49. 49. Dojo Graphics (dojo.gfx) ● Right now 2 back-ends are supported automatically: – SVG – Mozilla Firefox, Opera, Webkit – VML – Microsoft Internet Explorer ● In the future we may add more back-ends ● In the future we may add a Canvas-like API 49
  50. 50. Everybody loves charts... (cc) Brendan Dolan-Gavitt, http://www.flickr.com/photos/moyix/174053226/ 50 New Hampshire, USA
  51. 51. ...in both camps Uncensored original: (cc) J Clark, http://www.flickr.com/photos/idledesigns/14795430/ 51
  52. 52. Dojo Charting (dojo.charting) ● Based on SVG or VML ● At present time doesn't use dojo.gfx ● We will transition it to dojo.gfx in the near future adding more chart types ● Yes, we will add pseudo-3D charts including a pie chart 52
  53. 53. Offline applications 53 (cc) Michael Randall, http://www.flickr.com/photos/pigpogm/40889785/
  54. 54. Dojo Offline ● Ongoing project ● Supports the offline mode ● Can detect if it is offline or online ● Synchronizes data when online, caches when offline ● Relies on a persistent storage supported by browsers ● Natively supports Firefox 3 54
  55. 55. The way ahead 55
  56. 56. Dojo contributors/sponsors ● Corporate contributors/sponsors – AOL, LLC; BEA Systems; Curam Software, Ltd.; Defence Science & Technology Organisation; Elastic Path; Emerald Hand, Inc.; EuroClick, LLC; GCGF; Global Media Systems; GreenPlum; IBM; Indico Group; Laszlo Systems, Inc.; Media Hive; Meebo; Nexaweb Technologies, Inc.; OneTrackMind; OpenBravo; RedHat; Renkoo; SitePen, Inc.; Spider Strategies; Sun Microsystems, Inc.; Suretec Systems, Ltd.; Weswit S.R.L.; Wotan, LLC; Yuma Union High School District #70 56
  57. 57. Dojo contributors/sponsors ● ~200 individual contributors ● ~25 committers 57
  58. 58. In case you didn't see warnings... 58
  59. 59. Dojo 0.9 ● Why 0.9? – Because we want to have a milestone release before 1.0 ● Refactoring Dojo – Code duplication removal – More consistent idioms – Task-oriented fast paths – Reducing inter-dependencies 59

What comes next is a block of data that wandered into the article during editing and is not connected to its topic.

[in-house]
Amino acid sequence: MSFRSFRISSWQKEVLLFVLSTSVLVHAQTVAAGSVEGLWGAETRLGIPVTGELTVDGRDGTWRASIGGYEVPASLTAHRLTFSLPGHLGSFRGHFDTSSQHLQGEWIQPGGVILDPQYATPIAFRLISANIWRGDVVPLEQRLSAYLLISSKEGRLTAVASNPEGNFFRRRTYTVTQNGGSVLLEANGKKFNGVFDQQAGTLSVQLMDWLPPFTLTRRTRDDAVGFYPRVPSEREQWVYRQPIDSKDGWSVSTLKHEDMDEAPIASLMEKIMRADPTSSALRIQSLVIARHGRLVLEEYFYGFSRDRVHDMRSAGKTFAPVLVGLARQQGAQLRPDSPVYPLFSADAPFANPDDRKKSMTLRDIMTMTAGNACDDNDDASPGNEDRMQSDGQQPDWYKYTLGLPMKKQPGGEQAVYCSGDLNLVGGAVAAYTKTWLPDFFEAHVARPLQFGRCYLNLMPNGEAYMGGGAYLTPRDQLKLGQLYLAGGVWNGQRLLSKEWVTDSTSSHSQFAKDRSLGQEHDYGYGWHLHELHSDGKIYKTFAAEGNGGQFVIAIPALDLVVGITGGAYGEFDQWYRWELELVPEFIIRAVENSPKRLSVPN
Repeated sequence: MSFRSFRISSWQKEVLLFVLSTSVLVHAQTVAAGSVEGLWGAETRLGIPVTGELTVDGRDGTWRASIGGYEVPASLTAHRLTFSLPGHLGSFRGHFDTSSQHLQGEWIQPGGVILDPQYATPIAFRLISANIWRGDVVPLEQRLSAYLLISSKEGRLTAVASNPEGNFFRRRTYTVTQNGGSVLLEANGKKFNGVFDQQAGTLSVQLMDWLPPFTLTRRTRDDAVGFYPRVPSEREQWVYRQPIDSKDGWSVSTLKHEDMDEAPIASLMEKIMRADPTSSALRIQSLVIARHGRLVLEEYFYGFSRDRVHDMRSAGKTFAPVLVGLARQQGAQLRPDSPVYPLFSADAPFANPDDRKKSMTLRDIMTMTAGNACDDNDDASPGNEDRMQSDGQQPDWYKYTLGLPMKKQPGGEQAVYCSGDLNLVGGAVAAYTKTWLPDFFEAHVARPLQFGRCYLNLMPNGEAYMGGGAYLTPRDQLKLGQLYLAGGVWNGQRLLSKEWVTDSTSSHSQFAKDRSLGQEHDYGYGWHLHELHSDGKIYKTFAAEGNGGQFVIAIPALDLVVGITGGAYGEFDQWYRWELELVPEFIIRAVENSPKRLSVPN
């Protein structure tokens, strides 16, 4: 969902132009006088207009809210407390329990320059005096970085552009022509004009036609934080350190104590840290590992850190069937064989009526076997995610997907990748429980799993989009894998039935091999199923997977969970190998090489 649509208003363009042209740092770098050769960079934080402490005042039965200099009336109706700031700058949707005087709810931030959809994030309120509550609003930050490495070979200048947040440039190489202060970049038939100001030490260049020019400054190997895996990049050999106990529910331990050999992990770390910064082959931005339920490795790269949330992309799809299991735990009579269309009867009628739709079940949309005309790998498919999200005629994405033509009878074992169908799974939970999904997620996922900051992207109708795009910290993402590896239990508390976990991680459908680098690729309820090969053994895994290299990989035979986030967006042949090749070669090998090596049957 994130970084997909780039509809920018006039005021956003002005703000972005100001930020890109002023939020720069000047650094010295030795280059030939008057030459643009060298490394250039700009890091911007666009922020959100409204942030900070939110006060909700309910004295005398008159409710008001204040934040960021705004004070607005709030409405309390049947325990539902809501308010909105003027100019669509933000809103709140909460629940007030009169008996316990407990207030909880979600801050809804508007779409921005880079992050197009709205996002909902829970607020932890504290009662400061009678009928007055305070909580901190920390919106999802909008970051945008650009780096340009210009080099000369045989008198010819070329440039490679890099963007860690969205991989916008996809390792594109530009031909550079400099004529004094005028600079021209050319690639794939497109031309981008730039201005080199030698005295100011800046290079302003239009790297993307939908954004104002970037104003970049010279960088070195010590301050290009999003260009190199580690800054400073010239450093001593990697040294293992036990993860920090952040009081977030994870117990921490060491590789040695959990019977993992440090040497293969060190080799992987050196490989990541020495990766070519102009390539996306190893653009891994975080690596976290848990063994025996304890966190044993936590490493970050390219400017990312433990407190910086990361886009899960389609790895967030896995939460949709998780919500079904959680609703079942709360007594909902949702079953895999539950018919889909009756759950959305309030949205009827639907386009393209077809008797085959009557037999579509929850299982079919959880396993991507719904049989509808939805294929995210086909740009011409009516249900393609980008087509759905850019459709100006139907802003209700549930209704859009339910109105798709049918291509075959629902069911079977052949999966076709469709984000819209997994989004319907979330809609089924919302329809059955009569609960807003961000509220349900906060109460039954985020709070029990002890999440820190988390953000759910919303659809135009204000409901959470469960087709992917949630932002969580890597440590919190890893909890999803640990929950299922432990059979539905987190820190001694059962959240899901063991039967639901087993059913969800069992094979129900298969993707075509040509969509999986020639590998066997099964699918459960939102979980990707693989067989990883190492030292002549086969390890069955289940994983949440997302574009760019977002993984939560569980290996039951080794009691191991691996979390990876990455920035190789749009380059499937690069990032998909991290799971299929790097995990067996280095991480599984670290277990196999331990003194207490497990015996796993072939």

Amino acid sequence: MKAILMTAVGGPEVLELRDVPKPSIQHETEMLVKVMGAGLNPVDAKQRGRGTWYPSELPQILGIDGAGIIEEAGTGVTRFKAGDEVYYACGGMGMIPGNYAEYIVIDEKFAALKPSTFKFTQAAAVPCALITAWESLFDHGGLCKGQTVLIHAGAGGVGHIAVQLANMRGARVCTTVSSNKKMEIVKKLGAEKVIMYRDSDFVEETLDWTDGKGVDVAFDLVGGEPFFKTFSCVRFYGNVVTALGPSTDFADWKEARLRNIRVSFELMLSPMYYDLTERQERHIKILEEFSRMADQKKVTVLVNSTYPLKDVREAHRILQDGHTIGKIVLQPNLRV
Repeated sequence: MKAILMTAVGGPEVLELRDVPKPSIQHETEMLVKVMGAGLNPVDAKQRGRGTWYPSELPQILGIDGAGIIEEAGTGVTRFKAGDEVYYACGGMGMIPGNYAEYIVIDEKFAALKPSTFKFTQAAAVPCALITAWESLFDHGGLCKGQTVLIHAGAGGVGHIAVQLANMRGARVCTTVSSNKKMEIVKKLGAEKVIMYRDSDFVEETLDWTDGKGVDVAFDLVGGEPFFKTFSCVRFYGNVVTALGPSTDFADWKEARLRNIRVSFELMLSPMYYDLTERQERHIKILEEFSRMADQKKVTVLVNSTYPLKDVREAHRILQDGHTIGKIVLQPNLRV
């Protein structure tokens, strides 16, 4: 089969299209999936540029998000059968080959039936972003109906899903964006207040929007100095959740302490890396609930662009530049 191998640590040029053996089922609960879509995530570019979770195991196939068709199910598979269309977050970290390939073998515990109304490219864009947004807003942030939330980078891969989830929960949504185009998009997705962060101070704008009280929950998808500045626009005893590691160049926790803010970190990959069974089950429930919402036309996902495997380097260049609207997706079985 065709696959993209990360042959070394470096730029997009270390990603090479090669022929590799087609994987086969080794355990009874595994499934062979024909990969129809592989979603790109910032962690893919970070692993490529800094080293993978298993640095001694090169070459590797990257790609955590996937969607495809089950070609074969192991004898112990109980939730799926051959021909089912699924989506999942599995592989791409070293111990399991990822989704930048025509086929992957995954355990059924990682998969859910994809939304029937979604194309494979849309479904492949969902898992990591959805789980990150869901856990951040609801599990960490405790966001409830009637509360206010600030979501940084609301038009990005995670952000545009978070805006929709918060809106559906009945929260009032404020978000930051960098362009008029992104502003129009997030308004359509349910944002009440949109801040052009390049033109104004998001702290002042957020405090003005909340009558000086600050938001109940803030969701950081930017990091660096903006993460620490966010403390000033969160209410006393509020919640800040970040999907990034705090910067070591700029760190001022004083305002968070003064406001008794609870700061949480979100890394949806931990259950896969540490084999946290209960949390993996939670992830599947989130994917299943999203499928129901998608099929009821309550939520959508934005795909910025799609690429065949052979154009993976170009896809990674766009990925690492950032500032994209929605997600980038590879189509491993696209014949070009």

60. 60. Dojo 0.9 ● Restructuring Dojo – Dojo Base – packaging all frequently used functionality in one small file – Dojo Core – a superset of Dojo Base with strict control of new additions – DojoX – Dojo eXtented – a place for less common packages – Dijit – Dojo Widgets 60
  61. 61. Dojo 0.9 ● Don't worry – 0.4.x line will be supported too! ● We will provide a detailed guide for 0.9 migration (if you want to migrate) ● Tentative 0.9 timeline – “the end of 2007”, but it can be changed ● We already started working on it 61
  62. 62. The end 62 (cc) Su Neko, http://www.flickr.com/photos/suneko/373310729/
  63. 63. Backup slides 63
  64. 64. Revisiting drag-and-drop (DnD) ● DnD is an extremely valuable but under- appreciated UI device ● It is absolutely indispensable when: – Reordering containers (e.g., lists, or trees) – Building a list (or any container) from several sources ● The alternatives are usually messy ● It helps us to reduce the UI complexity 64
  65. 65. Revisiting drag-and-drop (DnD) ● How familiar is it for users? – The File Manager of any modern OS uses DnD to copy/move files, and restructure directories ● Why is it underused in modern web apps? – Inadequate support of DnD in many JS toolkits – Web developers should think more like local app developers, and they don't – Conceptual gaps 65
  66. 66. Revisiting drag-and-drop (DnD) ● Main DnD players (the user point of view) – Data sources – Data targets – Data we want to move/copy from sources to targets – The application itself 66
  67. 67. Revisiting drag-and-drop (DnD) ● Huh? Data? – Some implementations of DnD “forget” that frequently user doesn't want to move DOM nodes, but wants to exchange the underlying data ● The application??? – The page should cooperate with DnD providing a visual feedback to the user – At the very least it should “show” available targets 67